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Are Psyllium Husks Prebiotic?

by
author image Sandi Busch
Sandi Busch received a Bachelor of Arts in psychology, then pursued training in nursing and nutrition. She taught families to plan and prepare special diets, worked as a therapeutic support specialist, and now writes about her favorite topics – nutrition, food, families and parenting – for hospitals and trade magazines.
Are Psyllium Husks Prebiotic?
Psyllium husk on a white background. Photo Credit HandmadePictures/iStock/Getty Images

Even though psyllium is a very effective laxative, it's actually a soluble fiber, which is unusual because soluble fibers are not known for laxative abilities -- a job that falls to insoluble fiber. In addition to it's laxative abilities, psyllium provides all the same benefits as soluble fibers. It's also a prebiotic fiber, which means it supports the good bacteria in your colon.

Psyllium Husk Rundown

Psyllium husks come from seeds of the psyllium plant, which you may also see referred to as the plantago or ispaghula plant. Psyllium is classified as a functional fiber rather than a dietary fiber because the soluble fiber is extracted from the seeds and added to foods or used in supplements. You’ll find psyllium listed as the active ingredient in some over-the-counter laxatives. It also lowers levels of cholesterol and helps regulate levels of blood sugar after eating, according to studies cited in a report from the Institute of Medicine.

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Prebiotic Fiber Overview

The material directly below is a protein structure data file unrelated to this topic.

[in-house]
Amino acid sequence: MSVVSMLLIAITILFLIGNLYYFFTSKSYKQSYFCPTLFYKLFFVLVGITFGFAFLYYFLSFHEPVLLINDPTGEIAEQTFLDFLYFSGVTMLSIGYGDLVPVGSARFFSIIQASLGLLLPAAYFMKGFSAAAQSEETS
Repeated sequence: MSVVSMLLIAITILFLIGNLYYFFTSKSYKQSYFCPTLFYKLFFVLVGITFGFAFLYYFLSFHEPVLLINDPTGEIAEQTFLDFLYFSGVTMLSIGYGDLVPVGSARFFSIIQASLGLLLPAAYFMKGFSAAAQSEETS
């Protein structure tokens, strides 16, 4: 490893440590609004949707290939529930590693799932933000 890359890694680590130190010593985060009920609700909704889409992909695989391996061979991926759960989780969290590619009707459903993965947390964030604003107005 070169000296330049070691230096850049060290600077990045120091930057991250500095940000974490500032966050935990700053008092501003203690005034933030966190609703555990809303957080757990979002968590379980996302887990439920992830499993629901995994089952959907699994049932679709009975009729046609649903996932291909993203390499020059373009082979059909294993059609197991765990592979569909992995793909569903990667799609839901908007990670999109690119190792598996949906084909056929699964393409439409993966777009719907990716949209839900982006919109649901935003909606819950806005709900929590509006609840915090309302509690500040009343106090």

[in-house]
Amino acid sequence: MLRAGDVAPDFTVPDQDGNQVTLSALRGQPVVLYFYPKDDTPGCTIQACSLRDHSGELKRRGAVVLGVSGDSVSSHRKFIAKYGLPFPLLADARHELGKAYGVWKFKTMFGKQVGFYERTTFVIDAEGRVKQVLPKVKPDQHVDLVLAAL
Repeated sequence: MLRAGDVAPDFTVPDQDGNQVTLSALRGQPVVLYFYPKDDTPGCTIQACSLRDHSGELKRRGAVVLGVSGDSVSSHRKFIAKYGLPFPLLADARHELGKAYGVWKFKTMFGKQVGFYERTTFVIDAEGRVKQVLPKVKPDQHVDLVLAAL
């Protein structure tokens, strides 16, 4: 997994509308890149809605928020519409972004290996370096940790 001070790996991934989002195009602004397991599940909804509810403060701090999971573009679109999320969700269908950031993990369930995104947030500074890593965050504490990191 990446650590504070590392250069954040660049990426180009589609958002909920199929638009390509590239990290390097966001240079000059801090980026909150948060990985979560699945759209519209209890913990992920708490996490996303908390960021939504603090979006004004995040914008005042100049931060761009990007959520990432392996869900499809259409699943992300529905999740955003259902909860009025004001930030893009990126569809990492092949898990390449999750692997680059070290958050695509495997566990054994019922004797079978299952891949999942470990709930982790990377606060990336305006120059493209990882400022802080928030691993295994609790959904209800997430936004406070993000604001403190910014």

A prebiotic is any type of fiber that is fermentable and supports the growth or activity of good bacteria in your colon. It’s important to sustain the colonies of good bacteria that normally live in your large intestine because they help maintain a strong immune system and boost overall health. As prebiotic fibers are fermented, they increase the amount of bacteria and produce energy used by cells that line your colon.

Psyllium as Prebiotic

You may not find psyllium included in lists of prebiotic fibers, but it does have prebiotic effects, according to a report in the April 2013 issue of “Nutrients.” In fact, researchers studying fermentable fibers and inflammatory bowel disease sometimes use psyllium as a prebiotic. Psyllium ferments more slowly than other prebiotic fibers. As a result, it may produce less unwanted gas and deliver prebiotic benefits throughout the length of the colon, according to the July 2011 issue of the “Journal of Food Science.”

Potential Health Benefits

When prebiotics and probiotics are combined in the same product, the result is called a synbiotic. While more research into synbiotics is needed to determine their effectiveness, taking psyllium with probiotics may help treat inflammatory bowel disease. In one study, patients with ulcerative colitis were divided into three groups, with each group taking either probiotics, prebiotics or synbiotics. The synbiotic group took probiotics with 9.9 grams daily of psyllium as the prebiotic. This group saw better improvement in symptoms than the other groups, according to a report in the May 2009 issue of “Nutrition.”

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References

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